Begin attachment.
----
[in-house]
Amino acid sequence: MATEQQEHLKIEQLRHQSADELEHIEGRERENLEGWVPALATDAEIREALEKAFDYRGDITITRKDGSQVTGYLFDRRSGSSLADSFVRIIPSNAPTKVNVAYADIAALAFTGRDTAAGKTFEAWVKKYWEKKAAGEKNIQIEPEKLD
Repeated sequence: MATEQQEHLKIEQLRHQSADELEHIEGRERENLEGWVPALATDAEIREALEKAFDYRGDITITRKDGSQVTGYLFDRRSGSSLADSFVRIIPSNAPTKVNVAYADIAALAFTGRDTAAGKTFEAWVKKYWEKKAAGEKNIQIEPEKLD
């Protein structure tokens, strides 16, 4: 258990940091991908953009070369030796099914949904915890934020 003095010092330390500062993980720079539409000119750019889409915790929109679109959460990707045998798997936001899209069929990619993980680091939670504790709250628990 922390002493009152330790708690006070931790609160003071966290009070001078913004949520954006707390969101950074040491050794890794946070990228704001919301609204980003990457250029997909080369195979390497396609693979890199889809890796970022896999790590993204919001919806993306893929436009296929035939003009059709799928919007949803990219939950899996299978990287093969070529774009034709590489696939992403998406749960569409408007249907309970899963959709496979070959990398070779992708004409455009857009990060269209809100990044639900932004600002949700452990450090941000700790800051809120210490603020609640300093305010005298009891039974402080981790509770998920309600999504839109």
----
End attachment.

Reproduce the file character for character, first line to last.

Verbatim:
[in-house]
Amino acid sequence: MATEQQEHLKIEQLRHQSADELEHIEGRERENLEGWVPALATDAEIREALEKAFDYRGDITITRKDGSQVTGYLFDRRSGSSLADSFVRIIPSNAPTKVNVAYADIAALAFTGRDTAAGKTFEAWVKKYWEKKAAGEKNIQIEPEKLD
Repeated sequence: MATEQQEHLKIEQLRHQSADELEHIEGRERENLEGWVPALATDAEIREALEKAFDYRGDITITRKDGSQVTGYLFDRRSGSSLADSFVRIIPSNAPTKVNVAYADIAALAFTGRDTAAGKTFEAWVKKYWEKKAAGEKNIQIEPEKLD
């Protein structure tokens, strides 16, 4: 258990940091991908953009070369030796099914949904915890934020 003095010092330390500062993980720079539409000119750019889409915790929109679109959460990707045998798997936001899209069929990619993980680091939670504790709250628990 922390002493009152330790708690006070931790609160003071966290009070001078913004949520954006707390969101950074040491050794890794946070990228704001919301609204980003990457250029997909080369195979390497396609693979890199889809890796970022896999790590993204919001919806993306893929436009296929035939003009059709799928919007949803990219939950899996299978990287093969070529774009034709590489696939992403998406749960569409408007249907309970899963959709496979070959990398070779992708004409455009857009990060269209809100990044639900932004600002949700452990450090941000700790800051809120210490603020609640300093305010005298009891039974402080981790509770998920309600999504839109």